The accuracy of the procalcitonin test for the diagnosis of neonatal sepsis: A meta-analysis
ABSTRACT A meta-analysis was performed to assess the accuracy of the procalcitonin (PCT) test for diagnosing neonatal sepsis. The major databases, MEDLINE, EMBASE and the Cochrane Library were searched for studies published between January 1996 and May 2009 that evaluated PCT as a diagnostic marker for neonatal sepsis and provided sufficient data to calculate sensitivity and specificity. Twenty-two studies were included in the analysis. Trials that evaluated the PCT test for the diagnosis of early-onset neonatal sepsis at different time points (birth, 0-12 h, 12-24 h, and 24-48 h) and late-onset neonatal sepsis (LONS) all showed moderate accuracy (Q* = 0.79, 0.86, 0.81, 0.82, and 0.77, respectively). The PCT test was more accurate than the C-reactive protein (CRP) test for the diagnosis of LONS. A sensitivity analysis found that differences in PCT assay producer, gestational age and severity of sepsis in the study population may partially explain the between-studies heterogeneity. The PCT test showed moderate accuracy in diagnosing neonatal sepsis, regardless of differences in diagnostic criteria and time points for testing. For the diagnosis of LONS, the PCT test showed better accuracy than the CRP test. PCT is a valuable additional tool for the diagnosis of neonatal sepsis.
- SourceAvailable from: Guang Hu
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- "Therefore, neonatologists often begin early antibiotic treatment in newborn infants with risk factors for infection, exposing many neonates to unnecessary treatments. Due to the limitation of the treatment strategy in early diagnosis of sepsis, the isolation of causative organisms from microbiological cultures takes up to 72 h, which cannot be used to identify most infected infants . "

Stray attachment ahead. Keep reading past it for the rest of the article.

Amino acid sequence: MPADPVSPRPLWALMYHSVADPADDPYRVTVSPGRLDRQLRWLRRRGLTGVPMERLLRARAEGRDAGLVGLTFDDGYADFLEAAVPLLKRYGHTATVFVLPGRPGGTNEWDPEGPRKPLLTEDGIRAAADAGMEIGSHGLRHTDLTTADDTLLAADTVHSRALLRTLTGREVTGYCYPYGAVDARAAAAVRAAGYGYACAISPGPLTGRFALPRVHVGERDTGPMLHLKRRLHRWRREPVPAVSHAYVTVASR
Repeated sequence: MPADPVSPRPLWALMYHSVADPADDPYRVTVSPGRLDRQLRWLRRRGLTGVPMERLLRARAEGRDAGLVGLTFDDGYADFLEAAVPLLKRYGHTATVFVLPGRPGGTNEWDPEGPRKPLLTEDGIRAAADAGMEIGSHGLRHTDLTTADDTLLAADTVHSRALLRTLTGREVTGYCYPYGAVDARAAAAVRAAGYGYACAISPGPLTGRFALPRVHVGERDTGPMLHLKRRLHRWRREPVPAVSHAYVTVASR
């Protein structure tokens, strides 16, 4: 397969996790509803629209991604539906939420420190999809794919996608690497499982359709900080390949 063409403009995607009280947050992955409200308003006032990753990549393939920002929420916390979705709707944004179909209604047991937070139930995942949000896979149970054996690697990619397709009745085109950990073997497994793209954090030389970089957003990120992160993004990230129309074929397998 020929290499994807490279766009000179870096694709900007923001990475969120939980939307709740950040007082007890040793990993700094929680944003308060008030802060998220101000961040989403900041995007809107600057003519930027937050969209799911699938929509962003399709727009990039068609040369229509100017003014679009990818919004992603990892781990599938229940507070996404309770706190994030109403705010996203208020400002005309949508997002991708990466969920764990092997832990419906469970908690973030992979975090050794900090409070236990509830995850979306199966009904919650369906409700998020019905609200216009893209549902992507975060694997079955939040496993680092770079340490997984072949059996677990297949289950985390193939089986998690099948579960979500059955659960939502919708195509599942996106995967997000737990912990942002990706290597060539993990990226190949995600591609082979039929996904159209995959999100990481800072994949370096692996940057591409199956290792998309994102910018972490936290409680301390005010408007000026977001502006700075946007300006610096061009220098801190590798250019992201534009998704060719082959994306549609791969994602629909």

ABSTRACT: Neonatal sepsis (NS) is an important cause of mortality in newborns and life-threatening disorder in infants. The meta-analysis was performed to investigate the diagnosis value of tumor necrosis factor- α (TNF- α ) test in NS. Our collectible studies were searched from PUBMED, EMBASE, and the Cochrane Library between March 1994 and August 2013. Accordingly, 347 studies were collected totally, in which 15 articles and 23 trials were selected to study the NS in our meta-analysis. The TNF- α test showed moderate accuracy of the diagnosis of NS both in early-onset neonatal sepsis (sensitivity = 0.66, specificity = 0.76, Q∗ = 0.74) and in late-onset neonatal sepsis (sensitivity = 0.68, specificity = 0.89, Q∗ = 0.87). We also found the northern hemisphere group in the test has higher sensitivity (0.84) and specificity (0.83). A diagnostic OR analysis found that the study population may be the major reason for the heterogeneity. Accordingly, we suggest that TNF- α is also a valuable marker in the diagnosis of NS.The Scientific World Journal 02/2014; 2014(12):471463. DOI:10.1155/2014/471463 · 1.73 Impact Factor